CDC Issues Reopening Guidance for Offices – “Change the way people work”
Without fanfare on May 27, 2020, the Centers for Disease Control and Prevention (CDC) issued guidance for employers of office workers (as well as updated guidance for restaurants and bars). This is the first guidance that is targeted at white collar workers, with the message that employers will need to “[c]hange the way people work.”
The CDC offers various categories of advice, which we summarize below, highlighting particular statements of interest:
Create a COVID-19 workplace health and safety plan. The CDC refers employers to its CDC Interim Guidance for Businesses and Employers for guidelines and recommendations on creating a plan.
Before resuming operations, check the building to see if it’s ready for occupancy. The CDC recommends making sure the ventilation systems are operating properly and increasing the circulation of outdoor air as much as possible. In addition, employers should check for hazards such as mold growth, pest control, and stagnant water systems.
Identify where and how workers might be exposed to COVID-19 at work. Employers should conduct a hazard assessment, and identify areas where employees may come into close contact. They should also establish communication plans that include all employees, as well as contractors, as necessary to prevent transmission.
Engineering controls: Isolate workers from the hazard. The CDC recommends social distancing and infection prevention actions such as:
- Moving furniture and workstations
- Installing barriers
- Using markers to show where people should stand
- Improving ventilation by increasing airflow, filtration, and use of outside air
Of particular interest, the CDC also suggests that employers “replace high-touch communal items, such as coffee pots, water coolers, and bulk snacks, with alternatives such as pre-packaged, single-serving items.”
In addition, the CDC proposes that employers “consider using ultraviolet germicidal irradiation (UVGI) as a supplement to help inactivate the virus.”
Administrative controls: Change the way people work. While initially these measures were intended to be a short-term response to COVID-19, the CDC contemplates a sea change in the way offices function. Many of the strategies that have previously been proposed to and implemented by employers are included in this guidance.
- Those with symptoms or with sick family members should notify their supervisor and stay home. Enhanced cleaning and disinfection of their workspace should take place.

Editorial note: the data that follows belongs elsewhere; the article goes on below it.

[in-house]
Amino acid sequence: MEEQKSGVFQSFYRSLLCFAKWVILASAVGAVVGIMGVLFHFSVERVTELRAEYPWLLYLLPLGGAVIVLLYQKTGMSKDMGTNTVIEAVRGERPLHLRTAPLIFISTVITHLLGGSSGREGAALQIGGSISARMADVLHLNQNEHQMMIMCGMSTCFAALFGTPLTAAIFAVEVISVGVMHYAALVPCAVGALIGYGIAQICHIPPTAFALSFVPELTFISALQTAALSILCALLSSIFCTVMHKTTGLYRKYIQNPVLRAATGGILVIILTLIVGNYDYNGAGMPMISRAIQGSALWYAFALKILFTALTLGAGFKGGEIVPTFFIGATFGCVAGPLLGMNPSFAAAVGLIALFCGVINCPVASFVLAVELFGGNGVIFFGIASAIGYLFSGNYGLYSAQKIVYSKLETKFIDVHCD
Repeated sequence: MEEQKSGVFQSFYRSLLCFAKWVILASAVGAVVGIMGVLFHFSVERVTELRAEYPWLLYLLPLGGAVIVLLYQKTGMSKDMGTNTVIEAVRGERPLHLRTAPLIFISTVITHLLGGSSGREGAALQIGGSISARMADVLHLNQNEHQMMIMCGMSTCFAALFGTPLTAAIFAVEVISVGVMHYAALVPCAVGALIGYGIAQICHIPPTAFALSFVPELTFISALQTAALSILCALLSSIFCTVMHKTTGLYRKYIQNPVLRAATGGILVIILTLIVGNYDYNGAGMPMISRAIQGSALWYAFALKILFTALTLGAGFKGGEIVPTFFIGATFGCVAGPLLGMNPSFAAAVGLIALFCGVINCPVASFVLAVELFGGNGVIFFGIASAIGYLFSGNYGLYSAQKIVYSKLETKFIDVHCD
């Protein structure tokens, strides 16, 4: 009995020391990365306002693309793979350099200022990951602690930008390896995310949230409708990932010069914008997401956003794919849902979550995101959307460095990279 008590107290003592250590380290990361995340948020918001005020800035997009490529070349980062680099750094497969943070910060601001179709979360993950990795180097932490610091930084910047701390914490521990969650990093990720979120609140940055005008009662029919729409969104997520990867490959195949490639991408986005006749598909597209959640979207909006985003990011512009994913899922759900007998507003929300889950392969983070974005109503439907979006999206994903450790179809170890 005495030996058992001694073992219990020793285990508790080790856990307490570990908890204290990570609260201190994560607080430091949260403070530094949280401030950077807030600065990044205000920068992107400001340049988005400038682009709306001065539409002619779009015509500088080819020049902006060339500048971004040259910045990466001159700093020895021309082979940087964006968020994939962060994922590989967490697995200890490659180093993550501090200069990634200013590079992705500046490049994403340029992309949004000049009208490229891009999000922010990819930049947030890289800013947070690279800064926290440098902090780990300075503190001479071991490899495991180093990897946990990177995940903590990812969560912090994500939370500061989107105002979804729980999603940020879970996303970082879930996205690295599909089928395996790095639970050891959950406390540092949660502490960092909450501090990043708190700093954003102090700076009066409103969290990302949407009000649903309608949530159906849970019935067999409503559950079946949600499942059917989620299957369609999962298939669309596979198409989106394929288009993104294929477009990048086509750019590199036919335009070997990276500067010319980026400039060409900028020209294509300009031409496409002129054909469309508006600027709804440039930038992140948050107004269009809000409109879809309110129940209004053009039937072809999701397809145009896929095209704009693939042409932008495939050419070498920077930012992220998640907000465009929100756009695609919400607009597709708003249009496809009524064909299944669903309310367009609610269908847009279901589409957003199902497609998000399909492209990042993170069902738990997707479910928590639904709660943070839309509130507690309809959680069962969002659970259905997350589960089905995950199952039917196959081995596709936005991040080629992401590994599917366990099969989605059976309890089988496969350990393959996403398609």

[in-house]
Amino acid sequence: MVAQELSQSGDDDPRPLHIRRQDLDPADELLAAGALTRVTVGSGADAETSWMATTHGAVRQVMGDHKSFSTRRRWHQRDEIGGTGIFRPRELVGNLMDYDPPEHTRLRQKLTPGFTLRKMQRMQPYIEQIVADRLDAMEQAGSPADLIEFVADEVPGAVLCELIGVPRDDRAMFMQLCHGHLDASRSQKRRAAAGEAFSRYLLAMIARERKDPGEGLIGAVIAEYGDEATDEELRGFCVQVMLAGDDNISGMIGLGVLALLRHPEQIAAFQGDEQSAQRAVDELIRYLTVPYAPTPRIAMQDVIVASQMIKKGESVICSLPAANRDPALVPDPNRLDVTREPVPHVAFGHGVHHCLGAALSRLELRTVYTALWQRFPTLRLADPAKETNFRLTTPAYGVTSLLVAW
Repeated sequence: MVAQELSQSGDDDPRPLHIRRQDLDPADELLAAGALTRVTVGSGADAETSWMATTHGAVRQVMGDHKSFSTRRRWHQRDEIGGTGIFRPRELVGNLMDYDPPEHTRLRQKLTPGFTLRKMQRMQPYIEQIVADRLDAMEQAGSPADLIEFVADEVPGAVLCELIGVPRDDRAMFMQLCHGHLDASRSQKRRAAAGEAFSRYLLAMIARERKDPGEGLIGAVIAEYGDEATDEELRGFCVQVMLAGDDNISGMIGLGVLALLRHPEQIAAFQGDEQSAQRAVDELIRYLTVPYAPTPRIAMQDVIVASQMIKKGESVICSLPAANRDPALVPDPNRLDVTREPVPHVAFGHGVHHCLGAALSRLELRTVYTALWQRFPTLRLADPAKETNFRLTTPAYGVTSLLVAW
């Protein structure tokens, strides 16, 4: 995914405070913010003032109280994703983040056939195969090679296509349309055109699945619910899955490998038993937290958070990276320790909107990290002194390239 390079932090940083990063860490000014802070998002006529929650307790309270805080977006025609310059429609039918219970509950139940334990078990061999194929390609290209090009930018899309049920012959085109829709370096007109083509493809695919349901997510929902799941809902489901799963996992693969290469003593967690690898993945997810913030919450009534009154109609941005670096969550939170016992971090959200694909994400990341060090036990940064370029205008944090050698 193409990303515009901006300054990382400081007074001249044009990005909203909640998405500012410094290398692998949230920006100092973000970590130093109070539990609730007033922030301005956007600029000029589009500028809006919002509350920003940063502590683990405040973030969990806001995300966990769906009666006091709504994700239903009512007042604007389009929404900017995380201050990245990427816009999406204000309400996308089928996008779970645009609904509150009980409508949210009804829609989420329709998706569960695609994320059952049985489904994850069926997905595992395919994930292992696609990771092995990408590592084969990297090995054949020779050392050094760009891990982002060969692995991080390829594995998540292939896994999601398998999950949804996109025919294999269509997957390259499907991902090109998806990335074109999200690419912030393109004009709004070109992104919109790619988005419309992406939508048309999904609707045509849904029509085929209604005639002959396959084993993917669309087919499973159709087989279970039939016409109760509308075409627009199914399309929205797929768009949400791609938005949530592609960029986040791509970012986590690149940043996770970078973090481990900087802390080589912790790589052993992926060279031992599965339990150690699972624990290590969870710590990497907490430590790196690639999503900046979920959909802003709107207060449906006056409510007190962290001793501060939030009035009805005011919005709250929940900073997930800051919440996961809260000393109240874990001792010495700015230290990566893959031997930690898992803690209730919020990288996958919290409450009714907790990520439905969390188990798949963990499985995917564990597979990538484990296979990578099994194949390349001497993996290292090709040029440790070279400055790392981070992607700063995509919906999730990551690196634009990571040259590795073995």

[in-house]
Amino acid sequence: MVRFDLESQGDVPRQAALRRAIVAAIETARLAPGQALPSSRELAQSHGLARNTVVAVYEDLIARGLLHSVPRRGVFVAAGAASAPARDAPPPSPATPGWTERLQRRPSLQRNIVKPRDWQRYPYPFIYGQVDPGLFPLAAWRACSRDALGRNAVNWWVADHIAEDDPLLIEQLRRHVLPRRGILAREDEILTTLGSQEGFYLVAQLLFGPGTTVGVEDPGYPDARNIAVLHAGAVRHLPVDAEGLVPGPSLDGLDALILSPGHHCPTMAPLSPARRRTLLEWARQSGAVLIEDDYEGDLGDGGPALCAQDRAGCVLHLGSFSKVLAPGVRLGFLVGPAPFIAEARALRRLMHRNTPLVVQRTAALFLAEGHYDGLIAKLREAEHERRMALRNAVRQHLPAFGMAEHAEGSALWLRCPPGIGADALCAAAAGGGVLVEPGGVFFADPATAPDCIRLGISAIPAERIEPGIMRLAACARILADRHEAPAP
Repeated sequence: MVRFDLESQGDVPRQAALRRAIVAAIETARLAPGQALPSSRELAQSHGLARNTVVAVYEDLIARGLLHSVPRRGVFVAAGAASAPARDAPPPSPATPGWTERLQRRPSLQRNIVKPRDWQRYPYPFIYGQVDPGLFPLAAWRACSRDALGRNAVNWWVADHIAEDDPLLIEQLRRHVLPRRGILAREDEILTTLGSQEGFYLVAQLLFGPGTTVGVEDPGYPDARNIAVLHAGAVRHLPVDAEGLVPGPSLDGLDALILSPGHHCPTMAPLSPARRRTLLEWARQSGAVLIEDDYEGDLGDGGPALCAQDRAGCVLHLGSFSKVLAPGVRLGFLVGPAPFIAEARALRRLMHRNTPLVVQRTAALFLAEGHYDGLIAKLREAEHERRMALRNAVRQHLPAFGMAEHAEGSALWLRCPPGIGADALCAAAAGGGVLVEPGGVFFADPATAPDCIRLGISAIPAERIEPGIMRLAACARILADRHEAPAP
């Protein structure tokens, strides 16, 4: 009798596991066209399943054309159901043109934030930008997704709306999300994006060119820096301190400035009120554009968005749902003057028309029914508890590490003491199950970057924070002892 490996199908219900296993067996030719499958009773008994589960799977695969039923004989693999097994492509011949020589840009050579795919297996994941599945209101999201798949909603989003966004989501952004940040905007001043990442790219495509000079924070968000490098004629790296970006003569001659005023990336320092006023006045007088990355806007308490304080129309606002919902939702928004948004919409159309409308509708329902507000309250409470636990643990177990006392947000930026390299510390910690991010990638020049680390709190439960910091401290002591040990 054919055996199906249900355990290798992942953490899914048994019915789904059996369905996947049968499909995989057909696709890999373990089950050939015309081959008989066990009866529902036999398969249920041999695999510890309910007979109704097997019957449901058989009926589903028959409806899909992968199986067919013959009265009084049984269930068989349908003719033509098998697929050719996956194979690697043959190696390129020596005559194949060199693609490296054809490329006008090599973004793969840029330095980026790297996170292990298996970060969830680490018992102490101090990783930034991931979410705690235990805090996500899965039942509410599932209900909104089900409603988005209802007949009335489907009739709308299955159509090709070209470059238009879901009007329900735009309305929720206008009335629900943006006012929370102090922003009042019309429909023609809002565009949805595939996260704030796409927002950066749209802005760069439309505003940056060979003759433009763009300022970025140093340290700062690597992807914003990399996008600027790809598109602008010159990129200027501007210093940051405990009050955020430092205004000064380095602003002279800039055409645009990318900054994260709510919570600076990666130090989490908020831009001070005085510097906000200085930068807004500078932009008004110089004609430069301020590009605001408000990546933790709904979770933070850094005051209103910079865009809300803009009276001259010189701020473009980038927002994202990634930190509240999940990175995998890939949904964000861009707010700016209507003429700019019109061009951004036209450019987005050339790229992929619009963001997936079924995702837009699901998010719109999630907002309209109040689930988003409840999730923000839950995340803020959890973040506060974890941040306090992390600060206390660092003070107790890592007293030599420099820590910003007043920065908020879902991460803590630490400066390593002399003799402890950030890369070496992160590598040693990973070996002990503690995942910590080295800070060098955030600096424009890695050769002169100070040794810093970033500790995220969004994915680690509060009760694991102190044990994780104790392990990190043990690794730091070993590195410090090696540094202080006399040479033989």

- Consider conducting daily symptom and temperature screening.
- Stagger shifts and break times. A new suggestion is to have employees and visitors phone from their cars to enable them to enter at staggered times.
- In accordance with CDC guidelines, clean and disinfect high touch surfaces, like work stations, keyboards, telephones, handrails, copiers/printers and doorknobs. Provide cleaning and disinfection materials, including wipes.
The CDC offers some intriguing (?!) new suggestions for social distancing, such as “[p]rohibit handshakes, hugs, and fist bumps” and “limit use and occupancy of elevators to maintain social distancing of at least 6 feet.”
And contrary to societal pressure to reduce pollution, the CDC suggests employers incentivize forms of transportation that minimize close contact, such as offering reimbursement for parking or single-occupancy rides.
Of interest, the CDC is taking a stronger position on the use of face coverings, stating that “Employees should wear a cloth face covering to cover their nose and mouth in all areas of the business” (emphasis added), in contrast to its Interim Guidance for Businesses and Employers Responding to Coronavirus Disease 2019, in which employers were directed simply to “encourage” use of cloth face coverings. The CDC clarifies that “cloth face coverings are not considered personal protective equipment” as they prevent the employee from spreading infection but do not protect the employee from infection. (This is of relevance, as employers are responsible for providing and training on the use of PPE under OSHA regulations). Business should also consider asking visitors and guests to wear face coverings (as well as to not enter the building if sick and to stay 6 feet away from employees).
Educate employees and supervisors about steps they can take to protect themselves at work. Training on a variety of infection prevention, response, and mitigation topics should be easily understood, in the preferred language of non-English-speaking workers. Post signs on hand hygiene, COVID-19 symptoms, and respiratory etiquette, available from the CDC.
Take actions to maintain a healthy work environment for your employees and clients. The CDC again refers employers to its Interim Guidance for recommendation on creating sick leave policies, cleaning, and employee communication policies.
Additional Resources. The CDC provides links to additional resources, including other CDC guidance and OSHA publications, as well as the American Industrial Hygiene Association’s Guidance for General Office Settings and the Building Owners & Managers Association International’s Getting Back to Work: Preparing Buildings for Re-Entry Amid COVID-19.